Report: Most TRICARE Mental Health Provider Listings Are Wrong or Outdated

Report: Most TRICARE Mental Health Provider Listings Are Wrong or Outdated
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Editor’s note: This article by Patricia Kime originally appeared on, a leading source of news for the military and veteran community.


A federal watchdog has determined that most of the mental health provider listings in Tricare network directories are inaccurate or outdated, a problem that could prevent military service members and families from getting vital behavioral health care.


The Government Accountability Office estimated that 85% of listings in the Tricare East Region and 79% in the Tricare West Region had troubles with location, gender of the provider, specialty or subspecialty descriptions, or phone and fax numbers.


Such details are necessary for Tricare beneficiaries to find in-network psychiatrists, psychologists and therapists, according to the report released Monday.


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"Network provider directories are helpful tools that health plan beneficiaries can use to search for providers available to them in their network, by location, and by provider specialty -- including behavioral health providers," noted the report. "Directory inaccuracies are likely to impair beneficiaries' search for behavioral health care from providers that accept Tricare."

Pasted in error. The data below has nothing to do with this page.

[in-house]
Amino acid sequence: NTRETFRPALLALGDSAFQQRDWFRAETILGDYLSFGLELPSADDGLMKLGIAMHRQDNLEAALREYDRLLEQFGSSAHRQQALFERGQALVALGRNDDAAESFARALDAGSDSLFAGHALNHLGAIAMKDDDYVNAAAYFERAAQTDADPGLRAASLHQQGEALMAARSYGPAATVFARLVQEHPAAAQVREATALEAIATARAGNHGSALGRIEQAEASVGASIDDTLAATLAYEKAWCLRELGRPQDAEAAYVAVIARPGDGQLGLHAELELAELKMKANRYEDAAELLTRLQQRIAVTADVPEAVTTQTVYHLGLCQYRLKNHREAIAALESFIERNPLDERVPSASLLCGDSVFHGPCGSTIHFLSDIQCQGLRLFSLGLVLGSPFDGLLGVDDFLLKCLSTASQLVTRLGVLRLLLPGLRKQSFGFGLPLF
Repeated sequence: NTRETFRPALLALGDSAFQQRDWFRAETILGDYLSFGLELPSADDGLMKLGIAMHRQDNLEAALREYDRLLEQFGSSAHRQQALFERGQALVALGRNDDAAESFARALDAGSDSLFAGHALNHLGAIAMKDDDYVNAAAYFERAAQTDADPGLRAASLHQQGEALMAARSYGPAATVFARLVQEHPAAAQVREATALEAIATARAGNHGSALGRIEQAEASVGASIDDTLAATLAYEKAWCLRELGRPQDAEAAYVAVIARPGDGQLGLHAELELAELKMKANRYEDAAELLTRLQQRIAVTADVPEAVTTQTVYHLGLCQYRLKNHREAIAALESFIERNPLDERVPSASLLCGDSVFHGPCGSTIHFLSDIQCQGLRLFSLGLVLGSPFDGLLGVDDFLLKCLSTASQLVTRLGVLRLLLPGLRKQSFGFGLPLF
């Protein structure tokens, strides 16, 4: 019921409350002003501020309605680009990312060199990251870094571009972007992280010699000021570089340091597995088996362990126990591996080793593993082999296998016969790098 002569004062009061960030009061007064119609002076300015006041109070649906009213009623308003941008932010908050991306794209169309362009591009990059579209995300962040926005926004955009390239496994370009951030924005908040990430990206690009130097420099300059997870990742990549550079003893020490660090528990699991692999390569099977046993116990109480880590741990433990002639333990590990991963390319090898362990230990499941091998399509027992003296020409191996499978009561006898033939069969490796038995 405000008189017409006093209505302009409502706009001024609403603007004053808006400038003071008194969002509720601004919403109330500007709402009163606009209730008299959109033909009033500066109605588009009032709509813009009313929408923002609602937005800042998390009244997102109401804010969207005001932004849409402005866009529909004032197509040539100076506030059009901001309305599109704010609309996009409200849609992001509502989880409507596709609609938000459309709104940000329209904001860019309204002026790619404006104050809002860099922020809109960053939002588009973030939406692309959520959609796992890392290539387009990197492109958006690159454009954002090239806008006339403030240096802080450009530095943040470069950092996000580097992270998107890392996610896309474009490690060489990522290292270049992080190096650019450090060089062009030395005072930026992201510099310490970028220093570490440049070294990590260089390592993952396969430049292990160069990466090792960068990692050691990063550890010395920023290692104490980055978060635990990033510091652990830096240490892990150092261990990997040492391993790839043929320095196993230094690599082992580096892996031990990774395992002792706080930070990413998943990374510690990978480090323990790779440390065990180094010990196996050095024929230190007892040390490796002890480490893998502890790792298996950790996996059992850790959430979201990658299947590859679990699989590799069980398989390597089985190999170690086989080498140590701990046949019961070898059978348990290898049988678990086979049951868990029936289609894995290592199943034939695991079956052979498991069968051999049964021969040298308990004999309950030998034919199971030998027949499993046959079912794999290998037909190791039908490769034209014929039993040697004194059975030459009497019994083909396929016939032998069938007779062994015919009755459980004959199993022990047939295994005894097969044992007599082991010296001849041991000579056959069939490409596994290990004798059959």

Demand for mental health services has risen dramatically within the military health system and the Tricare health program, with mental health diagnoses quadrupling among service members and increasing six-fold among their children in the past two decades.


Combat exposure, long work hours, deployments, frequent moves and other stressors of military life likely contribute to that rise, according to the report.


The increase also reflects nationwide increased demand for mental health services. According to Mental Health America, a nonprofit behavioral health awareness and advocacy group, 21% of American adults have a behavioral health condition and one-third say they have trouble accessing care.